“Was there anyone you were good friends with?” she’d asked, unsure why.
“Well, Maverick and I were always close. Well, as close as a pawn and the chess player can be.”
That had been the end of that conversation that day, as he’d had to go and check on Lucas, who had stupidly fallen asleep outside because he was so drunk and couldn’t find his way home.
On another occasion, Beth had asked him why he’d joined the Covenant in the first place.
He’d thought about his answer for a little while. “I’d grown up listening to my dad tell me about all the exploits of the Covenant, the siege at Paräre, the Battle of the Golden Bridge... I thought it was amazing. When I was fourteen, I ran away from home and I travelled to the mountains in the south. There were rumours of the Red Door hidden in a cave. I spent a couple of weeks looking for it. And when I found it, I looked at it in awe. It’s called the Red Door because, on it, is the blooded handprint of everyone who’s ever joined.
“I remember sitting and waiting for the guards to come and get me so I could talk to their leader. I remember the pride I felt when I placed my hand on that Door. It was like... getting into your favourite university, I suppose. I left when I was sixteen because I’d had enough. I didn’t like the way I couldn’t sleep at night, the way that everything I’d done plagued me. So I asked to leave. And I did.”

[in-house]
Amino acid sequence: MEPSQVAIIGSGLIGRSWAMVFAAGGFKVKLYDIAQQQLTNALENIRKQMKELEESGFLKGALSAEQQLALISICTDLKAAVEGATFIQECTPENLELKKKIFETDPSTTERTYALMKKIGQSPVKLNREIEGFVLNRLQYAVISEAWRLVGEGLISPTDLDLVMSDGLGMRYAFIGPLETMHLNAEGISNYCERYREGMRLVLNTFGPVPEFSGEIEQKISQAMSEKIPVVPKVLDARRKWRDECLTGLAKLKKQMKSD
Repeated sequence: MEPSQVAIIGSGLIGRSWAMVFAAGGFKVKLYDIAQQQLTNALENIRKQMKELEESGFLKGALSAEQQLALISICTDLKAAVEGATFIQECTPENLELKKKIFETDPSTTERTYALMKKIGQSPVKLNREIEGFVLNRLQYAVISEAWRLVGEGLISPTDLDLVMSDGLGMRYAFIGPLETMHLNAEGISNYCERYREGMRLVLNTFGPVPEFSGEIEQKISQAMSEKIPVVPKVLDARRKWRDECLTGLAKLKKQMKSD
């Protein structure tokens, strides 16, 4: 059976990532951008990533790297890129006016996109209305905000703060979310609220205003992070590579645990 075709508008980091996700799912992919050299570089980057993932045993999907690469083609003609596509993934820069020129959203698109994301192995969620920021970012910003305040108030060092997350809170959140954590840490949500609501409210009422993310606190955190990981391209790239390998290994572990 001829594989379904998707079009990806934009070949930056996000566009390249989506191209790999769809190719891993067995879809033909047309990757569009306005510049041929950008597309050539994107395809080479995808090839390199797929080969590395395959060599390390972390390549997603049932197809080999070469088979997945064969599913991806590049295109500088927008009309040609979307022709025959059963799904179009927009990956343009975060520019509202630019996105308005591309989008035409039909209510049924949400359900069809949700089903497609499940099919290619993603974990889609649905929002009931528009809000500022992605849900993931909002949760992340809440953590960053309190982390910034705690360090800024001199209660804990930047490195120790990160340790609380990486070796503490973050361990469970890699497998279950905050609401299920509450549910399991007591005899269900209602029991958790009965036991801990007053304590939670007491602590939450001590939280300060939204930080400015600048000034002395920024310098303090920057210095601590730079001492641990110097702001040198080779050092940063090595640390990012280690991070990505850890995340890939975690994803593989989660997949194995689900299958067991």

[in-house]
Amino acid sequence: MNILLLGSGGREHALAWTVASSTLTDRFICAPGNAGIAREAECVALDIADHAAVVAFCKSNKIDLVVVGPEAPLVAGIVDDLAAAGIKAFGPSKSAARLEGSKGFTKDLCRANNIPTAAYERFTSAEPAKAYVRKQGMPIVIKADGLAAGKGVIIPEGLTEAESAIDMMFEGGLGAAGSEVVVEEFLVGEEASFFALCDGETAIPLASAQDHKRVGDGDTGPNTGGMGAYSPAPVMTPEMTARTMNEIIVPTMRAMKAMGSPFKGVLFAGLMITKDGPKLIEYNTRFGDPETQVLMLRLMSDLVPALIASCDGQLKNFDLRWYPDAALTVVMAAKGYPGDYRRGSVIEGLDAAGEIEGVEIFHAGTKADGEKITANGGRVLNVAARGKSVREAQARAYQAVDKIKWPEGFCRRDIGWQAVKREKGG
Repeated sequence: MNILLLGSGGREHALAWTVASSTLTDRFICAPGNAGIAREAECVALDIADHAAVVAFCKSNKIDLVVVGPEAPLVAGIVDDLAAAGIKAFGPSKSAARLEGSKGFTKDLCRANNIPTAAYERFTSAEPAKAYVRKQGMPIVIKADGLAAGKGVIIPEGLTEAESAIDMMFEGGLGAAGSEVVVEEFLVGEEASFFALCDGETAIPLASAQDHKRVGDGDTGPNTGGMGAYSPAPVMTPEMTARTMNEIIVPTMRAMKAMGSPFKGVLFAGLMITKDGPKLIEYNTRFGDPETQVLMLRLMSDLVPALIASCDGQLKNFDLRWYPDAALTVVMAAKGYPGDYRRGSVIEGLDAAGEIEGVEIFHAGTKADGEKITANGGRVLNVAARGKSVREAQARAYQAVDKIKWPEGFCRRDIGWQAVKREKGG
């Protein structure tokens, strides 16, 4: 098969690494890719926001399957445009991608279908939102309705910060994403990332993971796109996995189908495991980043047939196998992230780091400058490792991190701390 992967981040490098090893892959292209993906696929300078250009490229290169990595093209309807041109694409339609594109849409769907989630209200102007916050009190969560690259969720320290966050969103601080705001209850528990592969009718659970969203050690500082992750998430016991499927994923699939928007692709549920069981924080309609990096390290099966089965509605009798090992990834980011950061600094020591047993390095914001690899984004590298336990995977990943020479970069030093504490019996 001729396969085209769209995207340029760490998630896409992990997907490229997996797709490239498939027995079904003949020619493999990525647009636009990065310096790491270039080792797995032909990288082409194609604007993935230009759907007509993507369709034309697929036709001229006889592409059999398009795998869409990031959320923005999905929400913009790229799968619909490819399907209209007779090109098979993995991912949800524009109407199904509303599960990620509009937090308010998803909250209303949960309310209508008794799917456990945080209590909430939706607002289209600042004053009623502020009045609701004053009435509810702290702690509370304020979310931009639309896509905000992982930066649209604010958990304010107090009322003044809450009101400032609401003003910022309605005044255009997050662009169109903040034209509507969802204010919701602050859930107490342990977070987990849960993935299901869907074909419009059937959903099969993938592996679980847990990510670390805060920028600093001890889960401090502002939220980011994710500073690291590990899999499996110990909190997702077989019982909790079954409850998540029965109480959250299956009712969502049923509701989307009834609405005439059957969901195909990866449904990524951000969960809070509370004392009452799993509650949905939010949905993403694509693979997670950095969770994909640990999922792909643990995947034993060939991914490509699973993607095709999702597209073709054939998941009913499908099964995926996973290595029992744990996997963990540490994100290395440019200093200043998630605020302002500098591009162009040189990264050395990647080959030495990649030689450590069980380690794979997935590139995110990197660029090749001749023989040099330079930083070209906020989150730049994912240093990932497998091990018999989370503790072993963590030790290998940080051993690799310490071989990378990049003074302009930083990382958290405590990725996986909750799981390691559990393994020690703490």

He looked down at the culture plates he was preparing for a few moments, thinking.
“It was different when I joined the Brotherhood. My initiation was unique. I’m the first Brother not to be fused with a spirit.”
“Was that because you were in the Covenant?”
“I reckon so. Robert never said anything about it; Onyx did. He did I wasn’t fit for the joining. Whenever anyone asks about the spirits, I tend to blend into the background. Caelan was lucky, apparently. The one that chose him was only young, relatively weak. So weak that it never scarred his back.”
“Maybe it knew that was your job,” Beth had joked, grinning; she’d seen Caelan’s back one morning when he was up a little earlier than the others. He’d been making toast for himself.
Zeke had laughed at it; so much, in fact, that his eyes had begun to water.
The memory of it made Beth smile—distracting her just as Elijah’s leg lashed out to knock her over. She yelped as she fell onto her side, her arms flying out to try and break her fall. Her hand hit the floor and she landed on top of her arm at an angle, making her gasp both because of being winded but also because her arm was now incredibly painful.
She rolled onto her back and gently held it against her body, trying to breathe evenly.
“You alright?” Elijah asked, concerned.
“I’m not sure,” she admitted.
“Can you move your arm?”
“I don’t want to.”
“Right, I’m taking you to Zeke,” he said decidedly.